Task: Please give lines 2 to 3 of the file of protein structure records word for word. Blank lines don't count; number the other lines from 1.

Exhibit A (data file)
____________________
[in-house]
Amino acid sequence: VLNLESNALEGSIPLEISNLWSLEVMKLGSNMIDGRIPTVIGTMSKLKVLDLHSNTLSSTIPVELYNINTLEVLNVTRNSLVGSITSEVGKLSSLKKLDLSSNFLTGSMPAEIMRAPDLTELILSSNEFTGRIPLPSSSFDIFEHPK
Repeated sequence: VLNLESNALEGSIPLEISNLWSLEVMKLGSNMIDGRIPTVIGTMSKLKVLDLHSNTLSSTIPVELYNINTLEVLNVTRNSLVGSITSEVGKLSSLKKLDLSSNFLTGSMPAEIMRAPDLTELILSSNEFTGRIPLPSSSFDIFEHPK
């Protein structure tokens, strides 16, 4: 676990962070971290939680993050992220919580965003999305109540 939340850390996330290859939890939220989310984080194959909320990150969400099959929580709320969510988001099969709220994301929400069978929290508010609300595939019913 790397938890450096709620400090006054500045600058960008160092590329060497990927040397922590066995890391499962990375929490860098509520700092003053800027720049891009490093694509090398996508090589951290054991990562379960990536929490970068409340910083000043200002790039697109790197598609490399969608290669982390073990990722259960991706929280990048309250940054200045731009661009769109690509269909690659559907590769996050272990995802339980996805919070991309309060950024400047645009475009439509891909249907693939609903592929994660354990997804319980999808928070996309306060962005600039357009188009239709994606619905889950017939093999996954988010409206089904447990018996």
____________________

Amino acid sequence: VLNLESNALEGSIPLEISNLWSLEVMKLGSNMIDGRIPTVIGTMSKLKVLDLHSNTLSSTIPVELYNINTLEVLNVTRNSLVGSITSEVGKLSSLKKLDLSSNFLTGSMPAEIMRAPDLTELILSSNEFTGRIPLPSSSFDIFEHPK
Repeated sequence: VLNLESNALEGSIPLEISNLWSLEVMKLGSNMIDGRIPTVIGTMSKLKVLDLHSNTLSSTIPVELYNINTLEVLNVTRNSLVGSITSEVGKLSSLKKLDLSSNFLTGSMPAEIMRAPDLTELILSSNEFTGRIPLPSSSFDIFEHPK